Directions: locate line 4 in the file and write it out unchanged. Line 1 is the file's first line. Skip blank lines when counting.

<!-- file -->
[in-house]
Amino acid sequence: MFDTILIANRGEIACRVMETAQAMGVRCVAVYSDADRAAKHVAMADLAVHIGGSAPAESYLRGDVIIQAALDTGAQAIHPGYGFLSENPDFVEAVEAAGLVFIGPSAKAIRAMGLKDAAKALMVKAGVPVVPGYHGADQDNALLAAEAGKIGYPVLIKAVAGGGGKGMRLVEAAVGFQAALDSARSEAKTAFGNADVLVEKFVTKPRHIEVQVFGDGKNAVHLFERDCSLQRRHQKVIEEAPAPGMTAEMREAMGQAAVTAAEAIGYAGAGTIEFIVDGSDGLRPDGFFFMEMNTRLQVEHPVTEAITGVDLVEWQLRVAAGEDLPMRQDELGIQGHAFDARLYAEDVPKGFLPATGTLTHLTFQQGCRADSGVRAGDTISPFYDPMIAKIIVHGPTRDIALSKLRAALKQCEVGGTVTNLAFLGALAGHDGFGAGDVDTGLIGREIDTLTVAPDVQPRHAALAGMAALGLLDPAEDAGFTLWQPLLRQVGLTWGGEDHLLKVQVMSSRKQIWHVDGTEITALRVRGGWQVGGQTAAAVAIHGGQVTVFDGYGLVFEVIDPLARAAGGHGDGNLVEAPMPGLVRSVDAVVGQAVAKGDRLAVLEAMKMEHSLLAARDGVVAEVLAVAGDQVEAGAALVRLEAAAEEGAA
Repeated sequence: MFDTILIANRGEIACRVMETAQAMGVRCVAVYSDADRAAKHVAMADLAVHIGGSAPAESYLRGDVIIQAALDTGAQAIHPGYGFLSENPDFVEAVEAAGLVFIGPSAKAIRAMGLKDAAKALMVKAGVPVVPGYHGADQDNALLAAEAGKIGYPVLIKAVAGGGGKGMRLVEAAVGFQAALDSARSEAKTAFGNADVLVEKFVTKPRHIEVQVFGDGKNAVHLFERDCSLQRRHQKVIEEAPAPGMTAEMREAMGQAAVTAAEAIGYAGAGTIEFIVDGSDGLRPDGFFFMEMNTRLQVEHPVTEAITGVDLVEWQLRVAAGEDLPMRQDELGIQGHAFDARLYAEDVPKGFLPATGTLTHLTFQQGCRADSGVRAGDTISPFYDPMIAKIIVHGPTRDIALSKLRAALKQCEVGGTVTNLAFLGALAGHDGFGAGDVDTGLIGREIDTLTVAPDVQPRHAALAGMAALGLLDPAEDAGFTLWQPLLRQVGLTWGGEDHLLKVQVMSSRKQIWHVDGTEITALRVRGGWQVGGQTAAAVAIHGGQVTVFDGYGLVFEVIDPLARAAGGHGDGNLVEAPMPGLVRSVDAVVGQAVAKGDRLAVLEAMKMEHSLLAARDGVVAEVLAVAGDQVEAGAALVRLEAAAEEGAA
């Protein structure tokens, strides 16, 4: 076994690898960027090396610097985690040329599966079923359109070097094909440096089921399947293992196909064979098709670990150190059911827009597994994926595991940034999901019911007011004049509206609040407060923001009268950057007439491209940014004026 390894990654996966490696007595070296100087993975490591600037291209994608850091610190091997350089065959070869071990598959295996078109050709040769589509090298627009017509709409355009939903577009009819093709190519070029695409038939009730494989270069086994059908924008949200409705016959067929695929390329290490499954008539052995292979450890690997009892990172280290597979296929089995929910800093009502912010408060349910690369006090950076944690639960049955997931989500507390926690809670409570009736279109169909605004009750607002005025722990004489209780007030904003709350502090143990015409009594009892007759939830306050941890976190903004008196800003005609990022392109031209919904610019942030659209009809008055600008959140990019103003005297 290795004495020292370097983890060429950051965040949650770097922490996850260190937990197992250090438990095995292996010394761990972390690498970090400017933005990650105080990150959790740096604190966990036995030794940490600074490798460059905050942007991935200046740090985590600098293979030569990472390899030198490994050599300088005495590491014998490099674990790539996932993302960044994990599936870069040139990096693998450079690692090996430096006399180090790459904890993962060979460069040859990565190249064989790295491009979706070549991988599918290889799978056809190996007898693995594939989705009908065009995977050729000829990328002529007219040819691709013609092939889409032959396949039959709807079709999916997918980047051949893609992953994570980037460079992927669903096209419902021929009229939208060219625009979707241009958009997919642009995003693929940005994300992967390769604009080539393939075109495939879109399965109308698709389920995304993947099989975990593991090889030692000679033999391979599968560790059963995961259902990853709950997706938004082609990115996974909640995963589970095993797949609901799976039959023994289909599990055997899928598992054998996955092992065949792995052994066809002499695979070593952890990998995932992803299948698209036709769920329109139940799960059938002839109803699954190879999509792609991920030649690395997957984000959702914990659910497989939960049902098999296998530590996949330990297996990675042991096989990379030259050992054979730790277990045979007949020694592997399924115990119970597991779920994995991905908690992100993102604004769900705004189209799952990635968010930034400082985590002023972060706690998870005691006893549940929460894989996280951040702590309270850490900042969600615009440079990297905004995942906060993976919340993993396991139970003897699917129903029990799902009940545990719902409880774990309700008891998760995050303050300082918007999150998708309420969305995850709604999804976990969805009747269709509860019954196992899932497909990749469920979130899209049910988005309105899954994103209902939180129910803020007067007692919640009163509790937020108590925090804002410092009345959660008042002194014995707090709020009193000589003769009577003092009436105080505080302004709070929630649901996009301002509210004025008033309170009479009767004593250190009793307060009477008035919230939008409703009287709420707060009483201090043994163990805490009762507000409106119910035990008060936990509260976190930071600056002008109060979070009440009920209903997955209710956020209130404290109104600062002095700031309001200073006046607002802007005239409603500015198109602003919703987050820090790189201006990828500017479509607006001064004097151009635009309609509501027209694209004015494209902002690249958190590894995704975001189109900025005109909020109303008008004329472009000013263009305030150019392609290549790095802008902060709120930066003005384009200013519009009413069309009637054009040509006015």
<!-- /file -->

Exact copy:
């Protein structure tokens, strides 16, 4: 076994690898960027090396610097985690040329599966079923359109070097094909440096089921399947293992196909064979098709670990150190059911827009597994994926595991940034999901019911007011004049509206609040407060923001009268950057007439491209940014004026 390894990654996966490696007595070296100087993975490591600037291209994608850091610190091997350089065959070869071990598959295996078109050709040769589509090298627009017509709409355009939903577009009819093709190519070029695409038939009730494989270069086994059908924008949200409705016959067929695929390329290490499954008539052995292979450890690997009892990172280290597979296929089995929910800093009502912010408060349910690369006090950076944690639960049955997931989500507390926690809670409570009736279109169909605004009750607002005025722990004489209780007030904003709350502090143990015409009594009892007759939830306050941890976190903004008196800003005609990022392109031209919904610019942030659209009809008055600008959140990019103003005297 290795004495020292370097983890060429950051965040949650770097922490996850260190937990197992250090438990095995292996010394761990972390690498970090400017933005990650105080990150959790740096604190966990036995030794940490600074490798460059905050942007991935200046740090985590600098293979030569990472390899030198490994050599300088005495590491014998490099674990790539996932993302960044994990599936870069040139990096693998450079690692090996430096006399180090790459904890993962060979460069040859990565190249064989790295491009979706070549991988599918290889799978056809190996007898693995594939989705009908065009995977050729000829990328002529007219040819691709013609092939889409032959396949039959709807079709999916997918980047051949893609992953994570980037460079992927669903096209419902021929009229939208060219625009979707241009958009997919642009995003693929940005994300992967390769604009080539393939075109495939879109399965109308698709389920995304993947099989975990593991090889030692000679033999391979599968560790059963995961259902990853709950997706938004082609990115996974909640995963589970095993797949609901799976039959023994289909599990055997899928598992054998996955092992065949792995052994066809002499695979070593952890990998995932992803299948698209036709769920329109139940799960059938002839109803699954190879999509792609991920030649690395997957984000959702914990659910497989939960049902098999296998530590996949330990297996990675042991096989990379030259050992054979730790277990045979007949020694592997399924115990119970597991779920994995991905908690992100993102604004769900705004189209799952990635968010930034400082985590002023972060706690998870005691006893549940929460894989996280951040702590309270850490900042969600615009440079990297905004995942906060993976919340993993396991139970003897699917129903029990799902009940545990719902409880774990309700008891998760995050303050300082918007999150998708309420969305995850709604999804976990969805009747269709509860019954196992899932497909990749469920979130899209049910988005309105899954994103209902939180129910803020007067007692919640009163509790937020108590925090804002410092009345959660008042002194014995707090709020009193000589003769009577003092009436105080505080302004709070929630649901996009301002509210004025008033309170009479009767004593250190009793307060009477008035919230939008409703009287709420707060009483201090043994163990805490009762507000409106119910035990008060936990509260976190930071600056002008109060979070009440009920209903997955209710956020209130404290109104600062002095700031309001200073006046607002802007005239409603500015198109602003919703987050820090790189201006990828500017479509607006001064004097151009635009309609509501027209694209004015494209902002690249958190590894995704975001189109900025005109909020109303008008004329472009000013263009305030150019392609290549790095802008902060709120930066003005384009200013519009009413069309009637054009040509006015």